• Brittany Lamb

The Adult Friendship Dilemma

Everyone matures at different ages. It seems that as teenagers, we are all exploring where we fit in and how we want to be perceived in the world. By the time we get to post-high school years, some of us move on to college while others join the military, get a full time job, or travel. The life stages that follow will be different for everyone.


One would like to think that we would still be friends with those we went to high school with as adults. However, and I get wild stares when I speak to high school students and tell them this fact: 95% of the people you know in high school will no longer be your friends, and often not even acquaintances, as an adult. Social media slightly skews this figure, as we follow all of these "friends" and think we still know them. (Spoiler alert: you don't.) As people grow and mature, they also grow apart.


Here's a fun fact about me: I don't have a lot of friends. And I am completely okay with that. In fact, I would beat myself up so much when I would lose touch with a friend I went to high school with, or a college roommate. I actually used to think something was wrong with me, and people were purposely losing touch with me. I would truly think to myself, "how could I have been better, changed myself, talked more, been more outgoing, so I didn't lose my friends??"


One day you wake up thinking about them and realize you haven't spoken to them for years. These friends were in my life for a season, and little did I expect them to fall out of my life once that season ended.


As we experience more of life, we start to really figure some stuff out: where our political beliefs lie, what our religious beliefs are, where we want to live, how we want to make a living, whether we want kids or not, and I could go on. Each of these decisions we make will either draw us closer to people or push us further away. Adults, and women especially, feel pressured to keep up with others who have been in their social circle. We are constantly wondering if we are good enough, thin enough, are raising our kids the 'right' way, eating healthy enough, being a good enough spouse/partner.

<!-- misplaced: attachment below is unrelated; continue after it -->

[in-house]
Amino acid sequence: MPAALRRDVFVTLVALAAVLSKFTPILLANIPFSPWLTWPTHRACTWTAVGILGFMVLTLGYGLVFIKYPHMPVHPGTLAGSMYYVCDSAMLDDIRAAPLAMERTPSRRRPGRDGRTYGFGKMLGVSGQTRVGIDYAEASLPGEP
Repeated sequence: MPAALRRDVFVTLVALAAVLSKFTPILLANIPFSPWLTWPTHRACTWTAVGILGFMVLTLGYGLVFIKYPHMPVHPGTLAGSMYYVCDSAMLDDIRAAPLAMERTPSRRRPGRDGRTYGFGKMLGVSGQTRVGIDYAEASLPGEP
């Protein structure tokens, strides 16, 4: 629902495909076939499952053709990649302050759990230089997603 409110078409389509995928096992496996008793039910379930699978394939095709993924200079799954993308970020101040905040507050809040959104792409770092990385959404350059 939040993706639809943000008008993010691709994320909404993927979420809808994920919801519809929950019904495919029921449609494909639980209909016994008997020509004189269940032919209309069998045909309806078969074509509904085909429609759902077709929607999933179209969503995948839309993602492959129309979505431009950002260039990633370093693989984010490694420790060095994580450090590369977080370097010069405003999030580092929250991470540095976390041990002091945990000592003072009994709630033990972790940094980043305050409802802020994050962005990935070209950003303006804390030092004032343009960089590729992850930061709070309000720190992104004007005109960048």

We think too much about these things and it becomes harder and harder for us to make new friends, or we find ourselves pushing away from those we call our friends. Or, and this is what I used to do, we change ourselves to try and fit in with people who are changing around us. I wasn't changing and maturing at the same rate as my friends. In fact, I took a while to mature and really figure out who I wanted to be. It took a divorce for me to realize who I was and how I wanted to live my life. With that divorce went nearly all my friendships. Not because they were all friends with my ex! But rather, because I realized that who I was and how I was living my life was not what I wanted. Those friendships fell to the wayside to make room for people who were living their life in a similar manner as I was, and have values close to mine.


Friendships are a tough but vital part of life. It is important to find the tribe you vibe with, but just as important to truly know who you are. If you are keeping people in your life who do not match your values or your vision, it's okay to let them fall to the wayside. You don't have to kick them out of your life completely, but see where life takes you if you start to see less of them.


Some people will always be stuck in the past, and I don't want you to be one of them. Take your grown-up wings and find where you belong.


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